The NHL would rather add more rules governing fighting than remove it, but would that change if there were an avalanche of concussion lawsuits? Would junior hockey be forced to upgrade its compensation and working conditions if unions and governments got involved?
Few things bother died-in-the-wool hockey people more than when busybodies such as governments and courts start meddling in the game. For the most part, old-time hockey guys think the game does just a marvelous job of policing itself, so the pointy-heads really don’t need to be sticking their noses into the business of hockey.
That’s why the alarm bells must be sounding fairly loudly these days. The concussion lawsuits, or the potential for them, are piling up. And a report by TSN that the state of Washington is looking into the way junior hockey players are treated cannot be good news for the hockey establishment.
When it comes to concussions, what started as a few renegades could be pointing toward some sort of class-action lawsuit along the lines of the ones the NFL faced that resulted in a $765 million settlement last summer. The NHL saw this one coming and has prepared accordingly and will be armed with the evidence that it has worked with its players’ association on concussion protocol for much longer than the NFL did with its players. And there is no conclusive evidence, at least yet, that those holding the levers of power in hockey knew of the health risks posed by concussions and deliberately kept that information from the players.
But there’s this little fighting and violence thing. Yes, the league technically has penalties for fighting and violence, but it would be interesting to see those in power in hockey try to convince a judge or jury that fighting and going beyond the bounds of the rulebook are not encouraged in the game.
And this is where the wheels of justice may end up changing the face of the NHL. If you left it to the powers that be, fighting in the NHL would never be eliminated. There are too many hockey people who believe it has a place in the game. And believe it or not, their opinions are respected by your trusty correspondent. Not agreed with, but respected. And the league has proved over the years that rather than abolish fighting, the best thing to do is to continue to fabricate more rules to govern it. Take a look at the NHL rulebook. Fighting rules take up five pages, more than any other aspect of the game.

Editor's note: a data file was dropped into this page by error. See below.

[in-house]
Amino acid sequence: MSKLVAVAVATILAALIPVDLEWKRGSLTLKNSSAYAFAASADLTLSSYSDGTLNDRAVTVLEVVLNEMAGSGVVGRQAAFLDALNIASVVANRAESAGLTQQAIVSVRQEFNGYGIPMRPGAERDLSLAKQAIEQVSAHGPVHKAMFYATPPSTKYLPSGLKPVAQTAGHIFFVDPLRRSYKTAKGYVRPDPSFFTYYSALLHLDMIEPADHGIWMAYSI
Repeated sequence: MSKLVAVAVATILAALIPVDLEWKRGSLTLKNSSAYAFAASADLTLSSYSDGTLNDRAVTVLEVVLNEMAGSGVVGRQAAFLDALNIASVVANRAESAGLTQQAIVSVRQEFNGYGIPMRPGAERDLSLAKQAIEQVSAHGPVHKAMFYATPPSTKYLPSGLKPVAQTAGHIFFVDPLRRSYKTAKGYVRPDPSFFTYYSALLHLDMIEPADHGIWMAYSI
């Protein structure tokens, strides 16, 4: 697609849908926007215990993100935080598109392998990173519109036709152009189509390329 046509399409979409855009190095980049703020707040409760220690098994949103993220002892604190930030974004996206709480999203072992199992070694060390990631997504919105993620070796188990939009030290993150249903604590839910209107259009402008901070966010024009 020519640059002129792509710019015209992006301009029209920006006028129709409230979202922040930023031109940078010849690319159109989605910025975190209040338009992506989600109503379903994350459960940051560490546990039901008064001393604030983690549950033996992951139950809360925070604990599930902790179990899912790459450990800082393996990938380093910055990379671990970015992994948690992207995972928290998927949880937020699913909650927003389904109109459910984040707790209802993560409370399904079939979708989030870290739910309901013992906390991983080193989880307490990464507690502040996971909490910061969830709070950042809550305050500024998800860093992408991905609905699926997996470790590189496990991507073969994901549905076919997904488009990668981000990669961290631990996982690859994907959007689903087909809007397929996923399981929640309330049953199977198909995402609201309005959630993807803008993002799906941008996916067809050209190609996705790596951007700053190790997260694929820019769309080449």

The league will do anything but take the drastic step of eliminating it from the game for good. That is, unless the prospect of paying out millions of dollars forces it to rethink its strategy on this one. Nothing motivates change for NHL owners more than the prospect of losing money and they may finally come to the conclusion that fighting the good fight over fighting is no longer worth it.
It’s much the same case with unions in junior hockey. For years, junior operators have been able to pretty much dictate their own rules when it comes to compensation and the working conditions they provide. If a disgruntled coach wanted to bag-skate a bunch of teenagers in the wee hours of the morning after a long bus ride because he didn’t like the way they played, there wasn’t much preventing him from doing that. But now that more media seem to be taking up the cause and posing difficult questions, the leagues have begun to take notice. The biggest union in Canada has gotten involved and, as we’ve seen with Washington State, the lawmakers are taking a look at it.
Again, there’s nothing that will motivate like the prospect of having to deal with a union or pay out a lump sum for past inequities. There are those, largely apologists who seem to think that major junior players have it just fine, who will point to the prospect of having to better compensate players and say it will kill the smaller junior hockey franchises in places such as Swift Current, Owen Sound and Rimouski. Well, the cold, hard truth is that if paying a reasonable wage to players doesn’t fit the business model in those places, perhaps some of those cities should be out of the major junior hockey business.
After all, does the Canadian Hockey League really need 60 teams when only a tiny fraction of those players are going on to play in professional leagues? Do the hockey fans in those small markets have the God-given right to watch major junior hockey without having their owners pay a competitive wage, and by extension without having to pay more for their tickets?
These are the kinds of questions we’re pondering as hockey gets dragged into the 21st century. And if others, such as courts and governments, end up providing the answers, well the game should have a pretty good idea where the finger of blame should be pointed.